As early as 671 we possess some definitive evidence of Persian seafarers in China: TheChinese Buddhist pilgrim Yijing 義淨 records that he met with the owner of a Persian ship at Canton to embark for the south. Another Chinese account from 727 describing Persian commercial activities states that Persians “sail in big craft to the country of Han [China], straight to Canton for silk pieces and like ware.”3 The Japanese monk Kanshin 鋻真 (Chin. Jianzhen) describes in his travel diary that he shipwrecked in southern Hainan in 748, where he encountered a local warlord who reportedly captured “two or three Persian ships” each year and enslaved their crews.4 We also know that Emperor Xuanzong 玄宗(750– 1258) particularly ordered his minister Zhang Jiuling 張九齡 (673–740) to open up the Dayuling pass in order to facilitate commercial transportation between Guangzhou and the hinterland and the inland provinces.5 Persian (Iranian) merchants consequently explicitly made their way to China in order to trade.

During Tang times, thus, especially after the rise of the Abbasids (750–1258) who controlled the trade routes in lower Iraq and Sīrāf on the Iranian coast of the Gulf, merchants from these regions were very active in the China trade. We know that the Abbasids greatly sponsored commercial relations with China and also maintained good political relations. Abū Ǧaʿfar ʿAbd Allāh ibn Muḥammad ibn ʿAlī al-Manṣūr (al-Manṣūr; 714–775; reg. 754–775 [136–158 AH], the second caliph of the Abbasids, emphasized as early as 762 when he laid the cornerstone for his future capital Baġdād: “This is the Tigris, and there will be no obstacle between us and China; everything on the sea can come to us on it.”6

At the same time, recent evidence – a tomb stele of a Chinese diplomat named Yang Liangyao 楊良瑤 (736–806), who was secretly sent to the court of the Abbasid Caliphate in 785 and reportedly took the sea route into the Persian Gulf – may show that also the Chinese emperor at that time actively engaged in diplomatic relations with the “great power in the West”, the Arabs.7 Sources also strongly indicate that the advisor of the then ruling emperor, Dezong 德宗 (Li Gua 李适; 742–805; r. 780–805), was planning the establish an alliance with the Uighurs, the kingdom of Nanzhao 南詔, India and the Arabs “as the most powerful country in the Western regions with a territory reaching from the Pamir to Western Sea, thus covering half of the known world” in order to contain the Tibetans.8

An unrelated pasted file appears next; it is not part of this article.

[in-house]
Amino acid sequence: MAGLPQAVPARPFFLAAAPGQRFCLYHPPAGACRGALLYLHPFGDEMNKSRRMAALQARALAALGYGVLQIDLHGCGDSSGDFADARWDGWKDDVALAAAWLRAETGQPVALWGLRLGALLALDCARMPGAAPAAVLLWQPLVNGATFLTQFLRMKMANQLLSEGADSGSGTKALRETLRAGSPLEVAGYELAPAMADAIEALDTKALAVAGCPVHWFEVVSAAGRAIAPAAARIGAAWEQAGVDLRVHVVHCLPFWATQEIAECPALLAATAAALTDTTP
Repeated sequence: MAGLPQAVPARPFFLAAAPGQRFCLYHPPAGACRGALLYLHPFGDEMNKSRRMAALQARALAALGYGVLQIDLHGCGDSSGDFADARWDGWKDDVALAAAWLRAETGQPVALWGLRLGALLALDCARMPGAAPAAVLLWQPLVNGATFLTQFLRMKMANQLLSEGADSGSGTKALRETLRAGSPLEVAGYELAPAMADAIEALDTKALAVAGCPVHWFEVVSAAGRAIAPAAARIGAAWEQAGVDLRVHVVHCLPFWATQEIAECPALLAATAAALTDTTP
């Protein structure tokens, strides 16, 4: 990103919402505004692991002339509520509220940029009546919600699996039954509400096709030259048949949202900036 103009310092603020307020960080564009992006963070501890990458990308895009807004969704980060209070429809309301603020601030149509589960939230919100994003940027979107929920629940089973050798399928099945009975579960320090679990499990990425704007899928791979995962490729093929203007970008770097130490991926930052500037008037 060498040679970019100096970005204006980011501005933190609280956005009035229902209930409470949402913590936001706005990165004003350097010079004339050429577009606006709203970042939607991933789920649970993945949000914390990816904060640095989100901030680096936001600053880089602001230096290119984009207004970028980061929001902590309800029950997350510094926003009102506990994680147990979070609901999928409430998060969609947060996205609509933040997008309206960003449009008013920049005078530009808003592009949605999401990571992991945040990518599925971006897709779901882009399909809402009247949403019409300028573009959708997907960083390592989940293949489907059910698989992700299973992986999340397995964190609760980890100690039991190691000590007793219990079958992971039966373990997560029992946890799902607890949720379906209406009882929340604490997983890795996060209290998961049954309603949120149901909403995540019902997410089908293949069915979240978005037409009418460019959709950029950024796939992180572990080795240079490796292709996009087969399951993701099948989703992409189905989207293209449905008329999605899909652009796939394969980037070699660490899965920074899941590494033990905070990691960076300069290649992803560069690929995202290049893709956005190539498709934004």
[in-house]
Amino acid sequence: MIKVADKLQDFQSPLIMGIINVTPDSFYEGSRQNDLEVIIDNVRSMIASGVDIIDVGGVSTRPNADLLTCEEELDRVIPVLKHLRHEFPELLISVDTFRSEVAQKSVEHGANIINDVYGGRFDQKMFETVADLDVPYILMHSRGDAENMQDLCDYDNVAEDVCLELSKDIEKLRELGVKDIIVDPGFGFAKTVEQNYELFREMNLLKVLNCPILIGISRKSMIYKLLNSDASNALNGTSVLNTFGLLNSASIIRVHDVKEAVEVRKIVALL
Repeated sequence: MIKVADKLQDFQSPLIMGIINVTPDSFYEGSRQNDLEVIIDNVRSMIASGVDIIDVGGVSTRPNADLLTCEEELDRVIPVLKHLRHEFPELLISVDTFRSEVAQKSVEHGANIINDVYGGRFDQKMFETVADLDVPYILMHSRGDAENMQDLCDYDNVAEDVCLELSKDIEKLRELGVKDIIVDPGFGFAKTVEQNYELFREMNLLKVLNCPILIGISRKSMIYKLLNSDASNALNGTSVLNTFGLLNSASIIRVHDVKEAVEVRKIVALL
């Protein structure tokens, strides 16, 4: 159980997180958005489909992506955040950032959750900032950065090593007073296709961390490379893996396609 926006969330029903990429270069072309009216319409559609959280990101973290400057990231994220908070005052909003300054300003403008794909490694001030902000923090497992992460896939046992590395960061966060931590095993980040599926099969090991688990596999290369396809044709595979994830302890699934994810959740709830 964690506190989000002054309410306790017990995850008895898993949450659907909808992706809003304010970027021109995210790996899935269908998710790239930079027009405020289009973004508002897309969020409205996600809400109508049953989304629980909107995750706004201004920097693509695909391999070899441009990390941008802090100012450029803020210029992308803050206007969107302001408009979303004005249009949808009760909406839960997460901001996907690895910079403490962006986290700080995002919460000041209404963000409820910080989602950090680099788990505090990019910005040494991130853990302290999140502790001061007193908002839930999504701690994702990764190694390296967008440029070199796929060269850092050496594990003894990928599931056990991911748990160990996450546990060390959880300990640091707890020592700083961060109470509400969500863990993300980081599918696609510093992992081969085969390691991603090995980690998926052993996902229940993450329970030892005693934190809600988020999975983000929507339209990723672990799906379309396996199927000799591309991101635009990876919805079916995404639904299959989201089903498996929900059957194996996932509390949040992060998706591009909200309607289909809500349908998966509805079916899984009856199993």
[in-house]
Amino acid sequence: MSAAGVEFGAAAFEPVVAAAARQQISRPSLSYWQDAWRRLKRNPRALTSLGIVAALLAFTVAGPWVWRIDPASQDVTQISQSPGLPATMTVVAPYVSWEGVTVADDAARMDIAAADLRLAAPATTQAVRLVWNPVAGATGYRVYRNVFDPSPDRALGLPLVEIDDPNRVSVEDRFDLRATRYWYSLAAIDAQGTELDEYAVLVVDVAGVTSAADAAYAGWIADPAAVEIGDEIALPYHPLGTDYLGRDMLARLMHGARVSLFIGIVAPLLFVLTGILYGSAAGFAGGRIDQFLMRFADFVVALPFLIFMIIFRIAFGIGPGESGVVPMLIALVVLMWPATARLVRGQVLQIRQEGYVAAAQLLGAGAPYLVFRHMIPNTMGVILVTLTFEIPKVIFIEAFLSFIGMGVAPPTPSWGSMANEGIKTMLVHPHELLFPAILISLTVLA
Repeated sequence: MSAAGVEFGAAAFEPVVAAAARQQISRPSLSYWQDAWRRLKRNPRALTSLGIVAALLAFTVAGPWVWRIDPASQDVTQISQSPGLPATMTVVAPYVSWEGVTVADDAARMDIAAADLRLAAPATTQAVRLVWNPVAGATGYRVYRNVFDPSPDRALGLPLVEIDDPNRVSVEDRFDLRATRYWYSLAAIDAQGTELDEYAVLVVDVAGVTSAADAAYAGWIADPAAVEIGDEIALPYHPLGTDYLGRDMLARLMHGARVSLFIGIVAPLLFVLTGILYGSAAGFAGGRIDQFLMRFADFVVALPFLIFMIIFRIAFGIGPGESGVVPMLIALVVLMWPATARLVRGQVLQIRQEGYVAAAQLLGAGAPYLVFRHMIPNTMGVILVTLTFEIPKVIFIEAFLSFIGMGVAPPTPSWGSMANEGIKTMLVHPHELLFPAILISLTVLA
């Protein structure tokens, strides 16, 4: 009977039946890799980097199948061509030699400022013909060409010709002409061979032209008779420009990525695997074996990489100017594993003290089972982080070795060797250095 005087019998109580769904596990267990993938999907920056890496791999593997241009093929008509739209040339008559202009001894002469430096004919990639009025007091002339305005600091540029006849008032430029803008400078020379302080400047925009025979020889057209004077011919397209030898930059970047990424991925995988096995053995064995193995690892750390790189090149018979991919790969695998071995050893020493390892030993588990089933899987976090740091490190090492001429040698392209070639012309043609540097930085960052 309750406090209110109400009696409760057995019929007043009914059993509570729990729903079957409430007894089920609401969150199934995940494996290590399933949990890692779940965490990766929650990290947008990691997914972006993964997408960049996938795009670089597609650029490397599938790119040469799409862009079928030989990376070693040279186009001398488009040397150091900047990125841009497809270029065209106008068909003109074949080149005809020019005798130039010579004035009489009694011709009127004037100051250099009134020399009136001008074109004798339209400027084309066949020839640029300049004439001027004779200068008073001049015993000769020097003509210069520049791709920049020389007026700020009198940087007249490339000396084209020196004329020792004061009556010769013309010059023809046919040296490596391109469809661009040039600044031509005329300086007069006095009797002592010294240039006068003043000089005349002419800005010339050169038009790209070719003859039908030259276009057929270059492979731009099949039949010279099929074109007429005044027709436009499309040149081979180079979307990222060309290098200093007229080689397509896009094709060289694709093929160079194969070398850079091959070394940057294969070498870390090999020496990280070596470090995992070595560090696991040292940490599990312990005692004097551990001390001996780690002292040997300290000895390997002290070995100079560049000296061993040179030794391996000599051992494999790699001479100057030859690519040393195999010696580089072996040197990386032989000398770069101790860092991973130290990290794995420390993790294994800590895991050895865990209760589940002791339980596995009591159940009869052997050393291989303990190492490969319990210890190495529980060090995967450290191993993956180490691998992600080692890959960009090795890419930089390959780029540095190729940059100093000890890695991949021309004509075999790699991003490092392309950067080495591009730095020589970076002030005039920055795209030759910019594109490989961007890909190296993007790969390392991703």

At the same time, we possess an increasing number of archaeological relics, which attests to Iranian and Arab presence in China. Various turquoise blue-glazed ceramics shards have been excavated in Chinese port cities, most of which originally obviously served as containers not as commodities. The Chinese started to produce for the Arab market around that time. Tang kilns in the Hunanese city of Changsha were using imported Muslim ceramics as prototypes for the mass production of ceramics, including some with Arabic inscriptions, “expressly for [60] export to foreign Muslim markets through the port of Yangzhou.”9 Further archaeological evidence is provided by a recently discovered shipwreck with 60,000 ceramics pieces on board among them porcelain, celadon and stoneware from Changsha.10